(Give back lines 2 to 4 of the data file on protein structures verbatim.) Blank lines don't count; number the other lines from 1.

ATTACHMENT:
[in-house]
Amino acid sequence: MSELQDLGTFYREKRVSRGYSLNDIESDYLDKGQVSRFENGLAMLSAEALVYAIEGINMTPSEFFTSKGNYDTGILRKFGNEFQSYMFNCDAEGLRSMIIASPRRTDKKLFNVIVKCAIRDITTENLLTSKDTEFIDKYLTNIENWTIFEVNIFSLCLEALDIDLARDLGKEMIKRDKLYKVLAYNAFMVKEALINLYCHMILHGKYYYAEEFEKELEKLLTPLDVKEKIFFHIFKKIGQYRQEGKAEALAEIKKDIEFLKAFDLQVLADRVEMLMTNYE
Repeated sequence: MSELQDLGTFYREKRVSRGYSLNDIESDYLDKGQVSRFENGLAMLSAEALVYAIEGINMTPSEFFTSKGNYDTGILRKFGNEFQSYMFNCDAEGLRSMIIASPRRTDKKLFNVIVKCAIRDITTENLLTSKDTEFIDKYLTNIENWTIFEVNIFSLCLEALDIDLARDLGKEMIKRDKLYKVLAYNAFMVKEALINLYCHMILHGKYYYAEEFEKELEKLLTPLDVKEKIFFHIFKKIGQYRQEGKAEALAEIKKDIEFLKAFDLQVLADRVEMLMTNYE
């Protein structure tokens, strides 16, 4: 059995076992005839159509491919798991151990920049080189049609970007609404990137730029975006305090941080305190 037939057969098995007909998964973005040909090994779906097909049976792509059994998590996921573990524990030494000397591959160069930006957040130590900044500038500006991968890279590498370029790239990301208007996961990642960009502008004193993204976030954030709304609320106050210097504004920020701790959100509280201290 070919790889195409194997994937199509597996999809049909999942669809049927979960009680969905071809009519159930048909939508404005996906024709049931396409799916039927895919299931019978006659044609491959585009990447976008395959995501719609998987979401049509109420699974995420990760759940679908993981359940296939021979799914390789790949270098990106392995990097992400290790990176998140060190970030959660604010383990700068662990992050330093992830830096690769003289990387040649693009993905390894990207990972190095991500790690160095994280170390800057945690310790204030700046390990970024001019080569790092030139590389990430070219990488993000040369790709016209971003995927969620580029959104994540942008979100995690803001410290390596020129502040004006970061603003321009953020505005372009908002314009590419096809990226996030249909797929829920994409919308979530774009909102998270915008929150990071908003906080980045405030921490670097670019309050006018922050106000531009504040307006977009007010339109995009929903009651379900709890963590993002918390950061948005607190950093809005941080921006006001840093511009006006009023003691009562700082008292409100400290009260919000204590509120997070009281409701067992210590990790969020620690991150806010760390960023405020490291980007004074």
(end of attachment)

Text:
Amino acid sequence: MSELQDLGTFYREKRVSRGYSLNDIESDYLDKGQVSRFENGLAMLSAEALVYAIEGINMTPSEFFTSKGNYDTGILRKFGNEFQSYMFNCDAEGLRSMIIASPRRTDKKLFNVIVKCAIRDITTENLLTSKDTEFIDKYLTNIENWTIFEVNIFSLCLEALDIDLARDLGKEMIKRDKLYKVLAYNAFMVKEALINLYCHMILHGKYYYAEEFEKELEKLLTPLDVKEKIFFHIFKKIGQYRQEGKAEALAEIKKDIEFLKAFDLQVLADRVEMLMTNYE
Repeated sequence: MSELQDLGTFYREKRVSRGYSLNDIESDYLDKGQVSRFENGLAMLSAEALVYAIEGINMTPSEFFTSKGNYDTGILRKFGNEFQSYMFNCDAEGLRSMIIASPRRTDKKLFNVIVKCAIRDITTENLLTSKDTEFIDKYLTNIENWTIFEVNIFSLCLEALDIDLARDLGKEMIKRDKLYKVLAYNAFMVKEALINLYCHMILHGKYYYAEEFEKELEKLLTPLDVKEKIFFHIFKKIGQYRQEGKAEALAEIKKDIEFLKAFDLQVLADRVEMLMTNYE
């Protein structure tokens, strides 16, 4: 059995076992005839159509491919798991151990920049080189049609970007609404990137730029975006305090941080305190 037939057969098995007909998964973005040909090994779906097909049976792509059994998590996921573990524990030494000397591959160069930006957040130590900044500038500006991968890279590498370029790239990301208007996961990642960009502008004193993204976030954030709304609320106050210097504004920020701790959100509280201290 070919790889195409194997994937199509597996999809049909999942669809049927979960009680969905071809009519159930048909939508404005996906024709049931396409799916039927895919299931019978006659044609491959585009990447976008395959995501719609998987979401049509109420699974995420990760759940679908993981359940296939021979799914390789790949270098990106392995990097992400290790990176998140060190970030959660604010383990700068662990992050330093992830830096690769003289990387040649693009993905390894990207990972190095991500790690160095994280170390800057945690310790204030700046390990970024001019080569790092030139590389990430070219990488993000040369790709016209971003995927969620580029959104994540942008979100995690803001410290390596020129502040004006970061603003321009953020505005372009908002314009590419096809990226996030249909797929829920994409919308979530774009909102998270915008929150990071908003906080980045405030921490670097670019309050006018922050106000531009504040307006977009007010339109995009929903009651379900709890963590993002918390950061948005607190950093809005941080921006006001840093511009006006009023003691009562700082008292409100400290009260919000204590509120997070009281409701067992210590990790969020620690991150806010760390960023405020490291980007004074």